This type of data collection violates several Fair Information Practices (FIPs). These online tracking companies have no transparency - so there is no way for a user to access the data being collected about him or her, or correct any inaccuracies. And even if users were to somehow be able to find out what information was being collected, they have no control over what the data collecting companies subsequently do with that information.
According to the Consumer Federation of America and Consumers Union, "there is a fundamental mismatch between the technologies of tracking and targeting and consumers' ability to exercise informed judgment and control over their personal data." The information being collected online is not information that consumers voluntarily share with these tracking companies or online advertising businesses. There are no regulations or limits on what can be collected.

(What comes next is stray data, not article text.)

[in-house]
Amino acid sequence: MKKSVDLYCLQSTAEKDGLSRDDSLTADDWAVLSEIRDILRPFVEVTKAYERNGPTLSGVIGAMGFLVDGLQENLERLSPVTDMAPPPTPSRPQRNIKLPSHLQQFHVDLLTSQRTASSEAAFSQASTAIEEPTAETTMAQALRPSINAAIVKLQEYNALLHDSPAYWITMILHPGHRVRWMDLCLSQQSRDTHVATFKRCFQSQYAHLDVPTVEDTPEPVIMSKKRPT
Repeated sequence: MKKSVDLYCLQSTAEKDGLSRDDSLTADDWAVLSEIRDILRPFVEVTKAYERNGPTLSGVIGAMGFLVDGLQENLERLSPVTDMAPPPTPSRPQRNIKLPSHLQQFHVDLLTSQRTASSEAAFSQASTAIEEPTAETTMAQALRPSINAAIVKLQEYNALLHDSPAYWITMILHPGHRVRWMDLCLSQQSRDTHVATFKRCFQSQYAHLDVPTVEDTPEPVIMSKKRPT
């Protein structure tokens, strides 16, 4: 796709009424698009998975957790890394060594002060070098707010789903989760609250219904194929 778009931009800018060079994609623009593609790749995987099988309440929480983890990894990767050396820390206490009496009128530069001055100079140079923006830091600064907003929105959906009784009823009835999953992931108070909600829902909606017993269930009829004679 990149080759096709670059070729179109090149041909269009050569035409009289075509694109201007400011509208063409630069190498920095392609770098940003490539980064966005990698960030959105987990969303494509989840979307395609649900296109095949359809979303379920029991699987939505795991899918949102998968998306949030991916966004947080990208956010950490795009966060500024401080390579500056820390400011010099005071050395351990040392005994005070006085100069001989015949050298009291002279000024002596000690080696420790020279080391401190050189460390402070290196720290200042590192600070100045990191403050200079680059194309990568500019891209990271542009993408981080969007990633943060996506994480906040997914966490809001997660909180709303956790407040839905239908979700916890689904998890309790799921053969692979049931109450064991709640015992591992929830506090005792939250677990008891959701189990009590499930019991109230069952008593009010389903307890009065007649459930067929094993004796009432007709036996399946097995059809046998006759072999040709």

Very sensitive information is often collected, including health and financial data. One company, Healthline, lets advertisers track people with bipolar disorder, overactive bladder, or anxiety - producing ads related to those conditions targeted at specific people. Advertisers collect, use, and sell social security numbers, financial account numbers, and information about sexual behavior and sexual orientation with no controls or limits.
Another consequence of online data collection is the possibility that all these "anonymized" pieces of data could actually be used to identify a person. In the Wall Street Journal, a researcher described how all that is needed to "de-anonymize" data is 33 "bits" of information (some more valuable than others) - and one exemplar website transmitted 26.5 bits of information about a user - enough to narrow the user down to one of just 64 people in the world.